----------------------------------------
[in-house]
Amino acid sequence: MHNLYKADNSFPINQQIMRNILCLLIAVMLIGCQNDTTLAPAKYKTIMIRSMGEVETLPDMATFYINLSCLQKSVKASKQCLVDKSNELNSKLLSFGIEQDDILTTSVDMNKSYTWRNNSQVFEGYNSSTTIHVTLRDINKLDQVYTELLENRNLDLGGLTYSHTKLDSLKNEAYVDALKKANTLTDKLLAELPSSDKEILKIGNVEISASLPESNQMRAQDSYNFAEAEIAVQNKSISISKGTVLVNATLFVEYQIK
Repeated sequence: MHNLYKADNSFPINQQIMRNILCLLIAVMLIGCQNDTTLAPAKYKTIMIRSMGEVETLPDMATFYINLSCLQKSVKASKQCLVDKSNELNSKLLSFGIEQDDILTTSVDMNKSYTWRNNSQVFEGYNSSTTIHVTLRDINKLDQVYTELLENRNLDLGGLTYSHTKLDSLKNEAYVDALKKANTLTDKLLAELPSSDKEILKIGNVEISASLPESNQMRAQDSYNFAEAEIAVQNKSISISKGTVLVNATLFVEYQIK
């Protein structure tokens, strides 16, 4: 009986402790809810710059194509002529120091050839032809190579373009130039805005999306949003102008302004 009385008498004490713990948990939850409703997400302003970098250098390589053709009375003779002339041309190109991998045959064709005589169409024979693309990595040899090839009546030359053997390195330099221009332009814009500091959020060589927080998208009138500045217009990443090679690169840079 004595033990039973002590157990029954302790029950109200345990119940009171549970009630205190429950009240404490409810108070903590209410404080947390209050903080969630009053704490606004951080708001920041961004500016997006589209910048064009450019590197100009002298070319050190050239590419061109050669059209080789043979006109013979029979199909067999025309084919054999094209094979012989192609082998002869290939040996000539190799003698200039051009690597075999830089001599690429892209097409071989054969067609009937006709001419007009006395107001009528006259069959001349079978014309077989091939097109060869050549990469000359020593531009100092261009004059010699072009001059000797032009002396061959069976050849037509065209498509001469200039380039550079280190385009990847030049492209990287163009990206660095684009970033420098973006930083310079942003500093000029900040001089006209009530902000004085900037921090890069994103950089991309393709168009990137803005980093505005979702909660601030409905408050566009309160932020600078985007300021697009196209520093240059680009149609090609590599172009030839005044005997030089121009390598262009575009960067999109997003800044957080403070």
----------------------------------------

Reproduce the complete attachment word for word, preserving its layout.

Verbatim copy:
[in-house]
Amino acid sequence: MHNLYKADNSFPINQQIMRNILCLLIAVMLIGCQNDTTLAPAKYKTIMIRSMGEVETLPDMATFYINLSCLQKSVKASKQCLVDKSNELNSKLLSFGIEQDDILTTSVDMNKSYTWRNNSQVFEGYNSSTTIHVTLRDINKLDQVYTELLENRNLDLGGLTYSHTKLDSLKNEAYVDALKKANTLTDKLLAELPSSDKEILKIGNVEISASLPESNQMRAQDSYNFAEAEIAVQNKSISISKGTVLVNATLFVEYQIK
Repeated sequence: MHNLYKADNSFPINQQIMRNILCLLIAVMLIGCQNDTTLAPAKYKTIMIRSMGEVETLPDMATFYINLSCLQKSVKASKQCLVDKSNELNSKLLSFGIEQDDILTTSVDMNKSYTWRNNSQVFEGYNSSTTIHVTLRDINKLDQVYTELLENRNLDLGGLTYSHTKLDSLKNEAYVDALKKANTLTDKLLAELPSSDKEILKIGNVEISASLPESNQMRAQDSYNFAEAEIAVQNKSISISKGTVLVNATLFVEYQIK
């Protein structure tokens, strides 16, 4: 009986402790809810710059194509002529120091050839032809190579373009130039805005999306949003102008302004 009385008498004490713990948990939850409703997400302003970098250098390589053709009375003779002339041309190109991998045959064709005589169409024979693309990595040899090839009546030359053997390195330099221009332009814009500091959020060589927080998208009138500045217009990443090679690169840079 004595033990039973002590157990029954302790029950109200345990119940009171549970009630205190429950009240404490409810108070903590209410404080947390209050903080969630009053704490606004951080708001920041961004500016997006589209910048064009450019590197100009002298070319050190050239590419061109050669059209080789043979006109013979029979199909067999025309084919054999094209094979012989192609082998002869290939040996000539190799003698200039051009690597075999830089001599690429892209097409071989054969067609009937006709001419007009006395107001009528006259069959001349079978014309077989091939097109060869050549990469000359020593531009100092261009004059010699072009001059000797032009002396061959069976050849037509065209498509001469200039380039550079280190385009990847030049492209990287163009990206660095684009970033420098973006930083310079942003500093000029900040001089006209009530902000004085900037921090890069994103950089991309393709168009990137803005980093505005979702909660601030409905408050566009309160932020600078985007300021697009196209520093240059680009149609090609590599172009030839005044005997030089121009390598262009575009960067999109997003800044957080403070």